Navigate to the Firebase Console again and click on 'Authentication' tab, then click on 'Sign-in'method. Enabled the 'Anonymous' method.

Next you need to setup this project to use a Firebase Database.

Step 2.3 Create Firebase Realtime Database

Enter your project in the Firebase Console and click on 'Develop' then 'Database'. Scroll down to 'Realtime Database' and click 'create database' and select 'start in test mode' and click 'enable'.
Please be aware that this is creating a completely 'open' database, which is acceptable for this simple experiment. Anyone with your web-hook can change the state of your Servo.

The 'schema' of this database is configured by this project itself so your database is all ready to be used! The next step is to setup the Firebase Function.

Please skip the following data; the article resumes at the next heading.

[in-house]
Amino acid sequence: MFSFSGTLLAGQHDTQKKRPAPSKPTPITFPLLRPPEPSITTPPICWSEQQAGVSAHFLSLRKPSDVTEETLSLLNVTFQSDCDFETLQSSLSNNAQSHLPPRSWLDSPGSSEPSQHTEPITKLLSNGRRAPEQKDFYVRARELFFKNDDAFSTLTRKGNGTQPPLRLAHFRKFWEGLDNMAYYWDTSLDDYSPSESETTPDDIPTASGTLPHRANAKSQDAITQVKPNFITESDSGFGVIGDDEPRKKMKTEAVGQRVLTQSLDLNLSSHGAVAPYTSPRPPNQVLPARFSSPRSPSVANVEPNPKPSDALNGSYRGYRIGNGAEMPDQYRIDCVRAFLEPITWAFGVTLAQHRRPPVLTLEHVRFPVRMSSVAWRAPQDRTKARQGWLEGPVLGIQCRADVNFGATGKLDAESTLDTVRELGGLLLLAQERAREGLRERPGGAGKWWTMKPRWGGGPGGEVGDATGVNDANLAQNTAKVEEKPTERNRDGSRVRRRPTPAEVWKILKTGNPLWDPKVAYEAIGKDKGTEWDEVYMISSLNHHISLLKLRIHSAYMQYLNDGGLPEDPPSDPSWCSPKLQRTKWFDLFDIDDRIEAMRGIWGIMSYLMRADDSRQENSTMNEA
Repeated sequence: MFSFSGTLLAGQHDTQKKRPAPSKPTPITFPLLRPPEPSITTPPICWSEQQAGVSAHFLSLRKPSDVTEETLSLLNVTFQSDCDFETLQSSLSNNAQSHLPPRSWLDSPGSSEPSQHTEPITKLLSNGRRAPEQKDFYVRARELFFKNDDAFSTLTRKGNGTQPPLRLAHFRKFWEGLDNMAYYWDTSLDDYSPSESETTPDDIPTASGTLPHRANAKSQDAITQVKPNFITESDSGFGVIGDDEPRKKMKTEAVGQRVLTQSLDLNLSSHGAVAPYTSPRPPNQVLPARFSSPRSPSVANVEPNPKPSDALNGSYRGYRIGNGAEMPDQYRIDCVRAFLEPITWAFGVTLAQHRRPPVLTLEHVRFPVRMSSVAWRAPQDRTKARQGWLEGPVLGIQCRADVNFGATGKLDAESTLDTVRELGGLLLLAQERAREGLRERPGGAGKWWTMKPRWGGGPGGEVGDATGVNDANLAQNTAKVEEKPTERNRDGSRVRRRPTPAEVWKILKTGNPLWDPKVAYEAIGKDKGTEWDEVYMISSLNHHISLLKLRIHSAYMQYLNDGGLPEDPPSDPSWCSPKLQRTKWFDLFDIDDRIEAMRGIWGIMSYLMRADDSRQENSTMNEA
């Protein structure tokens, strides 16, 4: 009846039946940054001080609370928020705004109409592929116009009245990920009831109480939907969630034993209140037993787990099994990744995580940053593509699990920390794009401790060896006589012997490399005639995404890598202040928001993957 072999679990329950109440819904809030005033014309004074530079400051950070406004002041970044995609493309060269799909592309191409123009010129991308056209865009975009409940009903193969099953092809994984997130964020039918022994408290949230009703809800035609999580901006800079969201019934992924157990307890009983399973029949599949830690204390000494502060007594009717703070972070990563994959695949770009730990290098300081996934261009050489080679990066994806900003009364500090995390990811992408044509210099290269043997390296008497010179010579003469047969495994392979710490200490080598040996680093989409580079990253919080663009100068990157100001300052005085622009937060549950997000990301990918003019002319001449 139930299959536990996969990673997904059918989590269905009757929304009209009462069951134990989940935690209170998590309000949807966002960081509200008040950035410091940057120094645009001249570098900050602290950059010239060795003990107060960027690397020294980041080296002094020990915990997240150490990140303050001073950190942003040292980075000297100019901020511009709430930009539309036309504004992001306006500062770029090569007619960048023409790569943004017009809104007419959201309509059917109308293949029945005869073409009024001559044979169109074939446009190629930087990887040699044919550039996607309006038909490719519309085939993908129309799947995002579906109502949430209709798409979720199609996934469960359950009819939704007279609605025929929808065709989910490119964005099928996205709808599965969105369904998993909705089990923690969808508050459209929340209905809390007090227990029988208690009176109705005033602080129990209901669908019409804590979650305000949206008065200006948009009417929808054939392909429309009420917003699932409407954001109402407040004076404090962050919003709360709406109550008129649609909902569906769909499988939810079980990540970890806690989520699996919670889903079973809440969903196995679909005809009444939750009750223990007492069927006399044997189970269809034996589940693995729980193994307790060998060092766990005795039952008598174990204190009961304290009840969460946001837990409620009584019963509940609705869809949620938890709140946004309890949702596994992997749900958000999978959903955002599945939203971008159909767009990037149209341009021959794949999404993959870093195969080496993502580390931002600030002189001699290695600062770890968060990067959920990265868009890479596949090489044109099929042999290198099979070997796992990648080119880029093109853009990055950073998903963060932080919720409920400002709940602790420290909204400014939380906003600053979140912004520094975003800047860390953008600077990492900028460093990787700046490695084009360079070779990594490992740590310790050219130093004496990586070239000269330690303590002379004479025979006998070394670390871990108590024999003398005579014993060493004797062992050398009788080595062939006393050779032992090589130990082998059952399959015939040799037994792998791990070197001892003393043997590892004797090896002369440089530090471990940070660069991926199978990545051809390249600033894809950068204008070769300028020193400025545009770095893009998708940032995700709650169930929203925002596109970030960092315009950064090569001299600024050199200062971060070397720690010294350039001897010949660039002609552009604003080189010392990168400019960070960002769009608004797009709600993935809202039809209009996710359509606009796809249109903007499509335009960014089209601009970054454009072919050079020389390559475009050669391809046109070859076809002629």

Step 2.4 Configure AndroidThings project to talk to your new Firebase Project in the cloud.

There's a lot of 'magic' that happens when deploying Firebase Functions and the Android Studio helps to configure this magic. Launch AndroidStudio and login to your Google Account using the 'User' icon in the upper right corner of the IDE. Once you are logged into your Google Account, Android Studio will be able to find your new Firebae Project. To complete this step, navigate to 'Tools-->Firebase', then scroll down to 'Realtime Database' and select 'save and retrieve data'. This will launch a dialog and from here you can select your new Firebase Project. You will notice that this adds the 'app/google-services.json' file to this project. Now you are ready to configure your project for Firebase Functions.

Step 2.5 Configure and Deploy Firebase Function